I am a UK based physio working in Exeter and Totnes. My focus is in helping people to develop a positive relationship with their body allowing them to become injury free, taking control of their own health and enjoying an active life.

When learning new choreography there is often a pressure to get the moves right quickly. This can energise us and enables us to focus our effort but it can also increase stress and tension. By focusing on what we’re trying to achieve it’s easy to forget our bodies, the very thing we need to be tuned in to. In my experience as a physiotherapist, tension is the major risk factor in triggering an injury.

How can I stay relaxed when learning choreography?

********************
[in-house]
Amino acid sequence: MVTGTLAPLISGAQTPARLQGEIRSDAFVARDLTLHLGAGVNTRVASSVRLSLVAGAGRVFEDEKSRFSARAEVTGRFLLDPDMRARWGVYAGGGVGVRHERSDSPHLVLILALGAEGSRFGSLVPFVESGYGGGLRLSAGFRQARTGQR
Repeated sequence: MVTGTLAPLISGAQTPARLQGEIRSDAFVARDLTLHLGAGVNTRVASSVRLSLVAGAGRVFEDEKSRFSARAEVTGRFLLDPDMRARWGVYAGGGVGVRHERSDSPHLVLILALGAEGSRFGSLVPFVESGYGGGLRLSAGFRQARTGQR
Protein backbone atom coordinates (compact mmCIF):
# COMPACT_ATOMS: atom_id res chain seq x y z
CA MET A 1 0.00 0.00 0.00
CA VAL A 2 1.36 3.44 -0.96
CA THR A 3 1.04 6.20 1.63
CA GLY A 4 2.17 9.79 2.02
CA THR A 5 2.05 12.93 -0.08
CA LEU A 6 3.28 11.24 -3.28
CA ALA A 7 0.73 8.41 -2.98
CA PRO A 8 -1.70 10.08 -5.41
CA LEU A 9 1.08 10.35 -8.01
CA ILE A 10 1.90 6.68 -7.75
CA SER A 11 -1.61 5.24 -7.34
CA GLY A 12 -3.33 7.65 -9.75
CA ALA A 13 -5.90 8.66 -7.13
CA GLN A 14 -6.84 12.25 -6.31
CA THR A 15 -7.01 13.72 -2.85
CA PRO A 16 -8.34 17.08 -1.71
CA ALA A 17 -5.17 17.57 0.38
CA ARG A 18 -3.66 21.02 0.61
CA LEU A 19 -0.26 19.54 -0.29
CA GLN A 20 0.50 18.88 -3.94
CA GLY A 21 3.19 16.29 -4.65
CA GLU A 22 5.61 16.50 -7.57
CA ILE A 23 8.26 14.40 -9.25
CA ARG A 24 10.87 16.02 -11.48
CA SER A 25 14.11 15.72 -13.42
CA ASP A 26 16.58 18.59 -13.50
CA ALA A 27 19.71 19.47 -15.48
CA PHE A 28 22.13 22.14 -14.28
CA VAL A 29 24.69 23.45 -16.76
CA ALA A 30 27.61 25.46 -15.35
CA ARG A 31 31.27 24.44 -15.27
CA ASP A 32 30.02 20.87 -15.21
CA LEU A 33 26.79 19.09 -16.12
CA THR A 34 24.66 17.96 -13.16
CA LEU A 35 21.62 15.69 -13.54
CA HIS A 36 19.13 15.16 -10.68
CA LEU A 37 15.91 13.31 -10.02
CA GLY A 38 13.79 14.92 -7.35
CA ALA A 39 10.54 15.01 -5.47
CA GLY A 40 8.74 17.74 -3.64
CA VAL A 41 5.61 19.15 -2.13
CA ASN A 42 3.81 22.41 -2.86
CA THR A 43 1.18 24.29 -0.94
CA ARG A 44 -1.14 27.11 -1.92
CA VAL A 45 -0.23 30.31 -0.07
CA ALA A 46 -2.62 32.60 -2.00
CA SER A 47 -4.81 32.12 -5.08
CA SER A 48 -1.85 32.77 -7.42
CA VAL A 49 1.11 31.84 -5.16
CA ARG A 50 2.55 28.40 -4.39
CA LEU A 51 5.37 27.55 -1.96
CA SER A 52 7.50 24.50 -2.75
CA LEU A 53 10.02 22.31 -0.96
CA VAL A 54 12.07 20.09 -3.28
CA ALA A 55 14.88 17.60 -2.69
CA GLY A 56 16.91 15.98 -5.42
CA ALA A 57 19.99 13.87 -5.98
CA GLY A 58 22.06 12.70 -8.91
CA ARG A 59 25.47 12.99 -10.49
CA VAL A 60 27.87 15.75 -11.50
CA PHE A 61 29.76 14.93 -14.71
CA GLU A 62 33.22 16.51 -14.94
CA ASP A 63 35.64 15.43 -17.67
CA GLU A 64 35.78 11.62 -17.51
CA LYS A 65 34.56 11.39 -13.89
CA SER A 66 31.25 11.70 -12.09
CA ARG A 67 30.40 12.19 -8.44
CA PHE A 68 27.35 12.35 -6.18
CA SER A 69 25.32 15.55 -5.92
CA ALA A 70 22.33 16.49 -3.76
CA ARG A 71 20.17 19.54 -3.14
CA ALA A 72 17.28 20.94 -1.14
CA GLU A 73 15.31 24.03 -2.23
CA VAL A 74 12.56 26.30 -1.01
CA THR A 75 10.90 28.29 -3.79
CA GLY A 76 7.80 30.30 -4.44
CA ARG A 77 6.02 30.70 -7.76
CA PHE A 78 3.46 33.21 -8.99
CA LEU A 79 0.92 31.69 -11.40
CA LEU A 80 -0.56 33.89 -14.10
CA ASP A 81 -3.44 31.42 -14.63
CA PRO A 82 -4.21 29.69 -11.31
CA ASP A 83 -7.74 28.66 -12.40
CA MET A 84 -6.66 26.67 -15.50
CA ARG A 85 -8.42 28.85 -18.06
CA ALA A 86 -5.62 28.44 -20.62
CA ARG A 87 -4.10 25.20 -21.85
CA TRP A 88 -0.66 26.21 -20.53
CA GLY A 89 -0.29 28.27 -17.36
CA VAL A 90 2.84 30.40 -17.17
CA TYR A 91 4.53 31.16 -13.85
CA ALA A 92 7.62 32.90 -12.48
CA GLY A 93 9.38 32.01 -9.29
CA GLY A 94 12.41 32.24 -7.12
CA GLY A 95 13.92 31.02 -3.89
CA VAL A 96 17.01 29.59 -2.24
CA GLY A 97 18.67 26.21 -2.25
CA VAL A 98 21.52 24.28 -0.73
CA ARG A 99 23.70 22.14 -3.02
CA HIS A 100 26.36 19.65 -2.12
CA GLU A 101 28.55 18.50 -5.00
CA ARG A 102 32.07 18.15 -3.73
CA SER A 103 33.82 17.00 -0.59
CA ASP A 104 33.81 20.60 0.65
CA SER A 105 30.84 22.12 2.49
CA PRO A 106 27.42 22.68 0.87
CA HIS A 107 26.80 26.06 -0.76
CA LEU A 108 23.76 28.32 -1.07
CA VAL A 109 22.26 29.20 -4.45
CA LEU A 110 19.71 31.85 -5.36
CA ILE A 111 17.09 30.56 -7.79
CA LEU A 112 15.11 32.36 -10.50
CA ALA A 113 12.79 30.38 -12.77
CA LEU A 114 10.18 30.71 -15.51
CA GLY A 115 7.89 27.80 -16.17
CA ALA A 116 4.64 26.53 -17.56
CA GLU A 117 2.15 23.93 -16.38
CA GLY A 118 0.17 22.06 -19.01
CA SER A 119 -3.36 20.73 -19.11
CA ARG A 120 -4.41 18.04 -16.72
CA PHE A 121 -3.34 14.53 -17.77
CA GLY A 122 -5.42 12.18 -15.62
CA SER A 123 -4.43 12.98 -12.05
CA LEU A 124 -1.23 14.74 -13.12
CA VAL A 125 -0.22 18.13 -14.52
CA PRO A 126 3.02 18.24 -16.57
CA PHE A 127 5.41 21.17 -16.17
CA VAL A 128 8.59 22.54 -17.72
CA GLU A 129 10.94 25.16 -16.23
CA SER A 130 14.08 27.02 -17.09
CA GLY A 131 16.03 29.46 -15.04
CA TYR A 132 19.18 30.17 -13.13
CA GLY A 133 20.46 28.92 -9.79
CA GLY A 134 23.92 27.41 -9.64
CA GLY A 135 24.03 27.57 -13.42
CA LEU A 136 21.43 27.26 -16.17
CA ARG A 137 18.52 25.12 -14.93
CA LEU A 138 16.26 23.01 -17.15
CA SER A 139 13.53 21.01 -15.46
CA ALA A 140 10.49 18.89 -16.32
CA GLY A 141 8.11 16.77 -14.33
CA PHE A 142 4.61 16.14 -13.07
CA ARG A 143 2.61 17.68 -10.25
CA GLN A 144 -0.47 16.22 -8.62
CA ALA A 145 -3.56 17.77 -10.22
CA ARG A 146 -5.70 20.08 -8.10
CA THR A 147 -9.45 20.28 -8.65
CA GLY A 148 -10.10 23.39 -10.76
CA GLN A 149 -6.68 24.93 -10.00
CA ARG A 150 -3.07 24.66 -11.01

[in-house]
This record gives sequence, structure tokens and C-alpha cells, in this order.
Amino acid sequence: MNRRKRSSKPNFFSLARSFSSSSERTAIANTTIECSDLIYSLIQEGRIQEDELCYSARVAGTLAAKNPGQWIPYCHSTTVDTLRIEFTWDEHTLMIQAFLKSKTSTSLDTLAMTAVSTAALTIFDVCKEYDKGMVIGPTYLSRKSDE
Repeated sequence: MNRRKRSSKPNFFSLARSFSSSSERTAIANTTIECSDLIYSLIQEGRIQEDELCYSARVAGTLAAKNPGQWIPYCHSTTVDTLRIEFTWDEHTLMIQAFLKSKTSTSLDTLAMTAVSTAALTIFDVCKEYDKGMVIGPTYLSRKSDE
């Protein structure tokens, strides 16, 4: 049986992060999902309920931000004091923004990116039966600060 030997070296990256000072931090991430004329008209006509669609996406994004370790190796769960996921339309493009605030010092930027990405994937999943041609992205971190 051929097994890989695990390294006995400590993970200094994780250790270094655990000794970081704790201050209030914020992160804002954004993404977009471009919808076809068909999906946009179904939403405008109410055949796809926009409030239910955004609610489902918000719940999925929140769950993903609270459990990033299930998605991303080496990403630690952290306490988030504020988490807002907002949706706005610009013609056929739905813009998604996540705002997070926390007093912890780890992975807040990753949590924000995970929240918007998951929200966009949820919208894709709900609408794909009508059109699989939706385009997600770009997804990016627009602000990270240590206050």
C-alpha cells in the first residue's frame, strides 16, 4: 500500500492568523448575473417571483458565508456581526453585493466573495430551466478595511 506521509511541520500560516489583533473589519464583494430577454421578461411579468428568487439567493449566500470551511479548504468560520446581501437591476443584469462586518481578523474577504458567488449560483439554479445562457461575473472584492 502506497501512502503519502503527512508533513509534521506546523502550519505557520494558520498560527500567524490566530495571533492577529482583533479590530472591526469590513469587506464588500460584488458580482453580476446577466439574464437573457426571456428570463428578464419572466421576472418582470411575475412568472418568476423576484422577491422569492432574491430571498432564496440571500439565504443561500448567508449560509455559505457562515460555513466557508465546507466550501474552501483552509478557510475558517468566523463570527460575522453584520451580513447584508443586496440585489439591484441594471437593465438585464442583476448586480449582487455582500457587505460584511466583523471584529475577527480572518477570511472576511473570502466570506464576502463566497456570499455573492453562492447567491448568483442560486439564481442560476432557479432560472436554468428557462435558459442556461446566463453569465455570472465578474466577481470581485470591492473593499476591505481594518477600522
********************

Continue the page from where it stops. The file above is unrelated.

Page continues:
As a physiotherapist I work closely with breath. When we are stressed it is easy to lose our natural breathing pattern. This results in breathing into the chest rather than using our full abdomen, increasing tension and reducing performance.

Instead, take opportunities to breathe in softly through the nose feeling the lower abdomen gently expand. Avoid pulling in or tensing the stomach muscles. If you sense tension or discomfort you can take a long, slow and gentle out breath exhaling through the nose. Feel the muscle tension melting away, you can focus relaxation on specific parts of your body.